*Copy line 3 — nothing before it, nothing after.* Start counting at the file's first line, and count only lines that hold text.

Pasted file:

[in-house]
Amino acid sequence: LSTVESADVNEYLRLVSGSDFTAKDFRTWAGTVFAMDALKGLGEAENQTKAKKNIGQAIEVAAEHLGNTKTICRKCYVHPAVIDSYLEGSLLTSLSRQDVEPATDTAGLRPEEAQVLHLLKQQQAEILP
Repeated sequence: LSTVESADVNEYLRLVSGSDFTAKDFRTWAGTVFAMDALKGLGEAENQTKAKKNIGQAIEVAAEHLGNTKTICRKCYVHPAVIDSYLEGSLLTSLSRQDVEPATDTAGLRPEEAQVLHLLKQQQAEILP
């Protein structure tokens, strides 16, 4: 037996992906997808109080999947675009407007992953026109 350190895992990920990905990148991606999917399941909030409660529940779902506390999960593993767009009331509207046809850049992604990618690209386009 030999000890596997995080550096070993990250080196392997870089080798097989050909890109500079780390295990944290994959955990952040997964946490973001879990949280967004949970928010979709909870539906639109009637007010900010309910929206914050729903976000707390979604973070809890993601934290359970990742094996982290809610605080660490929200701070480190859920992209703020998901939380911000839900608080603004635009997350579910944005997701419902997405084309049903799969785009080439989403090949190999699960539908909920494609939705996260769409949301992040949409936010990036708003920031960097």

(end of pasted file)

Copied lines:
Repeated sequence: LSTVESADVNEYLRLVSGSDFTAKDFRTWAGTVFAMDALKGLGEAENQTKAKKNIGQAIEVAAEHLGNTKTICRKCYVHPAVIDSYLEGSLLTSLSRQDVEPATDTAGLRPEEAQVLHLLKQQQAEILP